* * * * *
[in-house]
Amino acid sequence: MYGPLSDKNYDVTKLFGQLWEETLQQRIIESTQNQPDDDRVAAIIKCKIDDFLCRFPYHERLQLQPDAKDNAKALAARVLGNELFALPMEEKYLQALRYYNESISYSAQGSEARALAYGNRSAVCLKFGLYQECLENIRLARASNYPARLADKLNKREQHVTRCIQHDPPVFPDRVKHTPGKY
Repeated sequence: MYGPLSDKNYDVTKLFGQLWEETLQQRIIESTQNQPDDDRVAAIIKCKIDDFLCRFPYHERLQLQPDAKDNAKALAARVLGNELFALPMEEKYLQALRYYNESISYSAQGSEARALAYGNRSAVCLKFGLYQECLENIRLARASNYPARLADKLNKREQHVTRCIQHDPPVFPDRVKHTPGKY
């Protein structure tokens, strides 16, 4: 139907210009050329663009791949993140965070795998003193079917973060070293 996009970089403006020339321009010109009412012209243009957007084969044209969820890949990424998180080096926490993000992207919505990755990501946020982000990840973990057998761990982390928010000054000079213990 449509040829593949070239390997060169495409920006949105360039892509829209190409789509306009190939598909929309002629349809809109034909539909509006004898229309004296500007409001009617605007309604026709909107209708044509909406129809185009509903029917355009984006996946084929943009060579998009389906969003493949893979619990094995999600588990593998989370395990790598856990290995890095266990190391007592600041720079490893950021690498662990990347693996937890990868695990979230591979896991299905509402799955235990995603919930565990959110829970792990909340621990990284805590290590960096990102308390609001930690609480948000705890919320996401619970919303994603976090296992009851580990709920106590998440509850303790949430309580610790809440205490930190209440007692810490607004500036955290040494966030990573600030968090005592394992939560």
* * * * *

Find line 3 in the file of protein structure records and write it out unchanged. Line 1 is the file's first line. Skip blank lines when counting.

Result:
Repeated sequence: MYGPLSDKNYDVTKLFGQLWEETLQQRIIESTQNQPDDDRVAAIIKCKIDDFLCRFPYHERLQLQPDAKDNAKALAARVLGNELFALPMEEKYLQALRYYNESISYSAQGSEARALAYGNRSAVCLKFGLYQECLENIRLARASNYPARLADKLNKREQHVTRCIQHDPPVFPDRVKHTPGKY